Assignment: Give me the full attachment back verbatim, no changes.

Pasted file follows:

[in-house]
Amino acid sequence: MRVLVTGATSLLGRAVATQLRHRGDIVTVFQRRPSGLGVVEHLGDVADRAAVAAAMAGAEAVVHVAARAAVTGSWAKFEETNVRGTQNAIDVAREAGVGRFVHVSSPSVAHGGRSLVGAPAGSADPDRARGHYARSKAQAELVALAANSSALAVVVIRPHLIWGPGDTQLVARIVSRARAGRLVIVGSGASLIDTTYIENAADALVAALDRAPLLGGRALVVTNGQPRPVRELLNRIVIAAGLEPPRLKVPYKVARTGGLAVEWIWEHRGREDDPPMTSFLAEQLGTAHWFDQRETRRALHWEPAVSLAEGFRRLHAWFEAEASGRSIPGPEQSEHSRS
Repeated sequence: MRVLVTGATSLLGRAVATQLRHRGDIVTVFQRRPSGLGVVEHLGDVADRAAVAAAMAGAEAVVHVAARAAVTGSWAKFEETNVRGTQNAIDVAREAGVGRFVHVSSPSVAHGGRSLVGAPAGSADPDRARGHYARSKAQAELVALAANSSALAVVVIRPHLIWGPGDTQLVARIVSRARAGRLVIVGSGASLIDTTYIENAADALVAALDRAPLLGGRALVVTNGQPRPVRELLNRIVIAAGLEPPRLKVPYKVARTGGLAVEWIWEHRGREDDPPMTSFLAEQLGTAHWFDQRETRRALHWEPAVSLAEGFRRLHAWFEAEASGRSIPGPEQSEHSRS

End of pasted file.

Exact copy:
[in-house]
Amino acid sequence: MRVLVTGATSLLGRAVATQLRHRGDIVTVFQRRPSGLGVVEHLGDVADRAAVAAAMAGAEAVVHVAARAAVTGSWAKFEETNVRGTQNAIDVAREAGVGRFVHVSSPSVAHGGRSLVGAPAGSADPDRARGHYARSKAQAELVALAANSSALAVVVIRPHLIWGPGDTQLVARIVSRARAGRLVIVGSGASLIDTTYIENAADALVAALDRAPLLGGRALVVTNGQPRPVRELLNRIVIAAGLEPPRLKVPYKVARTGGLAVEWIWEHRGREDDPPMTSFLAEQLGTAHWFDQRETRRALHWEPAVSLAEGFRRLHAWFEAEASGRSIPGPEQSEHSRS
Repeated sequence: MRVLVTGATSLLGRAVATQLRHRGDIVTVFQRRPSGLGVVEHLGDVADRAAVAAAMAGAEAVVHVAARAAVTGSWAKFEETNVRGTQNAIDVAREAGVGRFVHVSSPSVAHGGRSLVGAPAGSADPDRARGHYARSKAQAELVALAANSSALAVVVIRPHLIWGPGDTQLVARIVSRARAGRLVIVGSGASLIDTTYIENAADALVAALDRAPLLGGRALVVTNGQPRPVRELLNRIVIAAGLEPPRLKVPYKVARTGGLAVEWIWEHRGREDDPPMTSFLAEQLGTAHWFDQRETRRALHWEPAVSLAEGFRRLHAWFEAEASGRSIPGPEQSEHSRS